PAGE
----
In The Grapes of Wrath John Steinbeck explores social ecology—how individuals interact with each other within their natural, adopted, and built environments—in the crisis created by the Great Depression Dust Bowl. Social ecology recognizes the holistic connection of all elements and influences and how each affects the other in a social complex. Reading The Moon Is Down, Cannery Row, and The Grapes of Wrath helped me discover how the principles of social ecology can be applied in practice.
Steinbeck’s depiction of the Dust Bowl and its impact in The Grapes of Wrath clearly demonstrates his familiarity with the ecological disaster resulting from the failure to shift to dry land farming methods before drought conditions overtook large areas of America’s heartland in the 1930s. What is less apparent is the other side of the story, the social ecology disaster that occurred when Dust Bowl migrants tried to find paying work and a new home in California. In The Grapes of Wrath the author adroitly brings together both kinds of environment, social and physical.
The Phalanx in The Moon Is Down and on Cannery Row
My first exposure to John Steinbeck’s understanding of social ecology occurred when I read The Moon Is Down, the play-novelette he wrote for the Office of Strategic Services (OSS) in 1942. This work—which Steinbeck is believed to have based on the Nazi occupation of Norway—exerted significant influence on the development of my thinking about social ecology. Steinbeck’s story concerns the resistance by the residents of an unnamed coastal village in northern Europe to foreign-army occupiers who invade the town in order to seize its harbor and coal mine.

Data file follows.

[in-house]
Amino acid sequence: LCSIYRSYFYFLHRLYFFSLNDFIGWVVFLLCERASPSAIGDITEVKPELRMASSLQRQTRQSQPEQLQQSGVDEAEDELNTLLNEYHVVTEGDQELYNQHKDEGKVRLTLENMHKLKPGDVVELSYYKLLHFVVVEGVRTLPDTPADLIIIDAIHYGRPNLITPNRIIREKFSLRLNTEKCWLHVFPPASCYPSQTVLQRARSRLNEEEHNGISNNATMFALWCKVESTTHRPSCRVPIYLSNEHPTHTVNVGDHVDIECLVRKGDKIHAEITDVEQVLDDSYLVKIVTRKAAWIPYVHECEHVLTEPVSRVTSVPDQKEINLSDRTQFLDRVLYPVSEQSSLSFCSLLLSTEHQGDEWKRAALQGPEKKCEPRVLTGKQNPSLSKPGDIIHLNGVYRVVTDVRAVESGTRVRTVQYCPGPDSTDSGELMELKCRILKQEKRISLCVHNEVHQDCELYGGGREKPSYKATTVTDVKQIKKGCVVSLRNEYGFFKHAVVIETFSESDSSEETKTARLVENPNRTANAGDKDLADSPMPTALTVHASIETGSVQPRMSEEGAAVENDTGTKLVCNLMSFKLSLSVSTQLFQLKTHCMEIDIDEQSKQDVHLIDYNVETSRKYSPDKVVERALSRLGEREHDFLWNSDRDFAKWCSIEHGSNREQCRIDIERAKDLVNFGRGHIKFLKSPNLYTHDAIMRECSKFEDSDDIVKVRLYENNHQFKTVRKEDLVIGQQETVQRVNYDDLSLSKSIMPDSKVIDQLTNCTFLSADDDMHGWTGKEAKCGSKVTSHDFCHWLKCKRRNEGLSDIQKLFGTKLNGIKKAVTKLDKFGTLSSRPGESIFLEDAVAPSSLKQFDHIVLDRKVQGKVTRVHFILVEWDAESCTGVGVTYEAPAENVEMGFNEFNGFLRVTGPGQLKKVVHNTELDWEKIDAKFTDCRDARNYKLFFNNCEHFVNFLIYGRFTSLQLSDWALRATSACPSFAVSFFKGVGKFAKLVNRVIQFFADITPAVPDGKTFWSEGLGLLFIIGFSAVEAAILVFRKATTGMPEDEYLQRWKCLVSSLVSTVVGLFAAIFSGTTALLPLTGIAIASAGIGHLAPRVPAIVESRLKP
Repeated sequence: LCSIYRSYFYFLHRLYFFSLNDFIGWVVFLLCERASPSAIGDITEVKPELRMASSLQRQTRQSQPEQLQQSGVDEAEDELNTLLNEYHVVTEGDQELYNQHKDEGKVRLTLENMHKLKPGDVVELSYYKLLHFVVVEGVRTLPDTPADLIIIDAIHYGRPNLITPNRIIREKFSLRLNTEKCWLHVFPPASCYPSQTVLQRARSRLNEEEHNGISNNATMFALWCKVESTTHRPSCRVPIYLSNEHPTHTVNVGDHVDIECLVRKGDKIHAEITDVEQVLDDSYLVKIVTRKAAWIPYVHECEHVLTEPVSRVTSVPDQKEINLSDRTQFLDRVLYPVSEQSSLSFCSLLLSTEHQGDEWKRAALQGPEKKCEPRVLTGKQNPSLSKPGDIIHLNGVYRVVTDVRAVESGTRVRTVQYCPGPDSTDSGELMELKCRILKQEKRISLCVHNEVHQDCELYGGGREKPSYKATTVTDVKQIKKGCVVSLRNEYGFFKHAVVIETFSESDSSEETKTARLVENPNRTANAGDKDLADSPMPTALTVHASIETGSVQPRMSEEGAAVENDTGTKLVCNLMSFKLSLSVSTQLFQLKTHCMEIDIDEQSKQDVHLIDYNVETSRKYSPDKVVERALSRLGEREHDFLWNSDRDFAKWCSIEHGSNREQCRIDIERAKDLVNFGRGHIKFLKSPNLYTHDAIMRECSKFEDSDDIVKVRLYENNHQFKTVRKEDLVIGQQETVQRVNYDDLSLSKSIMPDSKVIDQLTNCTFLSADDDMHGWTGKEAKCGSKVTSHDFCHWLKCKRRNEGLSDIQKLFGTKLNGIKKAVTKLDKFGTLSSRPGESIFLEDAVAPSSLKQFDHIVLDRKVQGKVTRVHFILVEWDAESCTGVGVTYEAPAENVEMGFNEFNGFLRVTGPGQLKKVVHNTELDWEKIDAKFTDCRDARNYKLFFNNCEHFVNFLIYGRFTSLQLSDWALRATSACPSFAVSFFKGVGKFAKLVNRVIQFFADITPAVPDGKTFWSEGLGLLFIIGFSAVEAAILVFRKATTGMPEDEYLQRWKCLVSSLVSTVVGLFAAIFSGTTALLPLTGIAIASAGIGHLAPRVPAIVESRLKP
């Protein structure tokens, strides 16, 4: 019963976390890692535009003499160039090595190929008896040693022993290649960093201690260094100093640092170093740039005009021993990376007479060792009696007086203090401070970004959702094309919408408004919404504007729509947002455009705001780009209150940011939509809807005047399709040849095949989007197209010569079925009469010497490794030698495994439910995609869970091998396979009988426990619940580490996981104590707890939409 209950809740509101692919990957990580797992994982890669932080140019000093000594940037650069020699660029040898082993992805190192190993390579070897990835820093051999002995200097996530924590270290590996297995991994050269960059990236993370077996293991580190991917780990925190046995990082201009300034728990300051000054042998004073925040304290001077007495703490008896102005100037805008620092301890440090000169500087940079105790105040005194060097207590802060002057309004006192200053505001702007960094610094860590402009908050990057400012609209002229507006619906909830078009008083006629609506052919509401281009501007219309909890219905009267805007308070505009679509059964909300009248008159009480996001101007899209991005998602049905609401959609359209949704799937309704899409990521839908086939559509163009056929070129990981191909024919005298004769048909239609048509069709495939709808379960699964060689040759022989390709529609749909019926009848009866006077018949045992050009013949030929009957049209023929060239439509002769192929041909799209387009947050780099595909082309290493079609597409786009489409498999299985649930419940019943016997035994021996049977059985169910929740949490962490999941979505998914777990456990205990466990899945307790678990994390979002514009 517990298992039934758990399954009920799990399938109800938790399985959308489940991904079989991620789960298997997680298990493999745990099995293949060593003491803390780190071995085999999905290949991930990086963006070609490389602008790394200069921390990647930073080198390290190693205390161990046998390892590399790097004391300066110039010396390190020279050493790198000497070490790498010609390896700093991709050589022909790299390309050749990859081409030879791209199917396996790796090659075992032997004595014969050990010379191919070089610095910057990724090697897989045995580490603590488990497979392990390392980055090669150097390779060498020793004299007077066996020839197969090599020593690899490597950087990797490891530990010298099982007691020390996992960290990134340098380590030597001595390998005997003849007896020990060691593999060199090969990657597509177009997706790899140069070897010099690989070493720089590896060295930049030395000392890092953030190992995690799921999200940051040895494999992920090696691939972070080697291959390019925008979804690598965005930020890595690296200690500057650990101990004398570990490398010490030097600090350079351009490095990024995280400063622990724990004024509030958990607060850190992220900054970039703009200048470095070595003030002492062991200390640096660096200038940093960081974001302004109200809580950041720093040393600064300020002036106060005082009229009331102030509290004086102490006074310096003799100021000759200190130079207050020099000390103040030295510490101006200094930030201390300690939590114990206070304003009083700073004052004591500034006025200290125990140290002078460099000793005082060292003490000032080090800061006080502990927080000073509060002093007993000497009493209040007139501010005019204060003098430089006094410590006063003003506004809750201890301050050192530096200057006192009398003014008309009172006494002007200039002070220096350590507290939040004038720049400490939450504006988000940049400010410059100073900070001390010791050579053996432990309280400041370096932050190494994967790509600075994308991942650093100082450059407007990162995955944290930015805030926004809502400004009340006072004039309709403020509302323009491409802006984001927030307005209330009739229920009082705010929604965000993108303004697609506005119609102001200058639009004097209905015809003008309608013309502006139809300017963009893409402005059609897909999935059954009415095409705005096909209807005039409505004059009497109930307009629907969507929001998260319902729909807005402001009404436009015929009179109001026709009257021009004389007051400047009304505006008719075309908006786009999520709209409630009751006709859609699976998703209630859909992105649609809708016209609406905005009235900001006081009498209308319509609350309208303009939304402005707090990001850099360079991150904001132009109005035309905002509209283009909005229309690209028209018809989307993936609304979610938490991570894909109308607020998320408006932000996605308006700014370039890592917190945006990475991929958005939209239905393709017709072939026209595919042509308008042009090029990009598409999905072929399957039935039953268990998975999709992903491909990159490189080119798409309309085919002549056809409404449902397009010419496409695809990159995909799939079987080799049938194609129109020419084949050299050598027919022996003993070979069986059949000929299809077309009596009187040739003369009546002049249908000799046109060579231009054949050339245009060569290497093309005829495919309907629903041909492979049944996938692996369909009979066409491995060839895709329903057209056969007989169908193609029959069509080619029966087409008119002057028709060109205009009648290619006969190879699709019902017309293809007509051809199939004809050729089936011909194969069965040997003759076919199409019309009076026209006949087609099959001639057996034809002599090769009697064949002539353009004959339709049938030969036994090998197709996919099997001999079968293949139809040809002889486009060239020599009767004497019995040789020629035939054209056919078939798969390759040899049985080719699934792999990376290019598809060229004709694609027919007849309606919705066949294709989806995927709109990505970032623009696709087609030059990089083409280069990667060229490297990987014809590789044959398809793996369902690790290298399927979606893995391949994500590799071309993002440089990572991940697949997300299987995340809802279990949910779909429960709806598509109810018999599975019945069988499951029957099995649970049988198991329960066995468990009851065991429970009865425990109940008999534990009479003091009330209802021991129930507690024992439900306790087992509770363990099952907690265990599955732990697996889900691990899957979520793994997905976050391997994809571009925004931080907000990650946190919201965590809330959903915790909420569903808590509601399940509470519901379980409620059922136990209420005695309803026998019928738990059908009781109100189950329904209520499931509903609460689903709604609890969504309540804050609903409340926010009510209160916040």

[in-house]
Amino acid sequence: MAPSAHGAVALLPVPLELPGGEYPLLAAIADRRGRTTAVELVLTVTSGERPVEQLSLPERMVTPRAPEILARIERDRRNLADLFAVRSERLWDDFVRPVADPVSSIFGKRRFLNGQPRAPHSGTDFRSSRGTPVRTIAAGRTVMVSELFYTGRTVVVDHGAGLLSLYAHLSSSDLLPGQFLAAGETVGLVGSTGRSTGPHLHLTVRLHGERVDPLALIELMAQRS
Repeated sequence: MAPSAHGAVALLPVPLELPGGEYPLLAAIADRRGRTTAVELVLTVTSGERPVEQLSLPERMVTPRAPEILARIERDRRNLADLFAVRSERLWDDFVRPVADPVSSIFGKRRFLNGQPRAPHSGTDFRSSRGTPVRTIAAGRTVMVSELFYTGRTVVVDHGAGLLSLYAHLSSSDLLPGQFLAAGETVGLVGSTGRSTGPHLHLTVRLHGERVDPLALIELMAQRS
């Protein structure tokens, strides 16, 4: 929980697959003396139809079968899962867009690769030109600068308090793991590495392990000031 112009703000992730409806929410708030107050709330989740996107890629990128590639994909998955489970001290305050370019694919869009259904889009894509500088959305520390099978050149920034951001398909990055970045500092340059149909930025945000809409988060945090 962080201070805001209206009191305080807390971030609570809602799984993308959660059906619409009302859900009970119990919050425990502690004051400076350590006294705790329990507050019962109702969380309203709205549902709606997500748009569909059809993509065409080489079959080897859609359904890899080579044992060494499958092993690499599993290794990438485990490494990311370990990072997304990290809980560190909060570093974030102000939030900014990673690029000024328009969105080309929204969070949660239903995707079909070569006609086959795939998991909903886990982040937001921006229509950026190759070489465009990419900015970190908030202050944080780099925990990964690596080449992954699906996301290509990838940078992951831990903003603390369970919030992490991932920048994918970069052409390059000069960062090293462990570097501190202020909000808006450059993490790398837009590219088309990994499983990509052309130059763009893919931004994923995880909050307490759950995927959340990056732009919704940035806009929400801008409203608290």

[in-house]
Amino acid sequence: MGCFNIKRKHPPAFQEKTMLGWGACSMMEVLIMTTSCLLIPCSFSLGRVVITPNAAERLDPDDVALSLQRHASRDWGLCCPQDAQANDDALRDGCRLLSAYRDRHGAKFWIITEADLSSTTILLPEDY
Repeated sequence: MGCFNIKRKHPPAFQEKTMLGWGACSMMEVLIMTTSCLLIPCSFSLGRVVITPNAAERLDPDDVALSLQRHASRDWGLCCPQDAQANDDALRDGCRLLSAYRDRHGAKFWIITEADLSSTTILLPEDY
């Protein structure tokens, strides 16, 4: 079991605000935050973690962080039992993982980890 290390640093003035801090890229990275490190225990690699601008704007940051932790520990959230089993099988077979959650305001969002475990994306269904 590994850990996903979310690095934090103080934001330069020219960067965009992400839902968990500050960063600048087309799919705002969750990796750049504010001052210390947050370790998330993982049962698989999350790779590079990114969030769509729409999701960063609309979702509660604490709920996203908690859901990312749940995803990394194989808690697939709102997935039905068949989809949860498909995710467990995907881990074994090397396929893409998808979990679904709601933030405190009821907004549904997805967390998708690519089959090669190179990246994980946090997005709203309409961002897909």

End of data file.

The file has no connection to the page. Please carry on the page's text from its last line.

Their resistance through non-compliance rests on the concept of the informal network, an element of the broader idea behind Steinbeck’s phalanx theory. The phalanx encompasses the entire environment and includes driving forces, unconscious influences, and factors that are physical, social, and cultural; informal networks are the means by which information is disseminated, issues are resolved, and environments are managed in a particular community without using formal systems.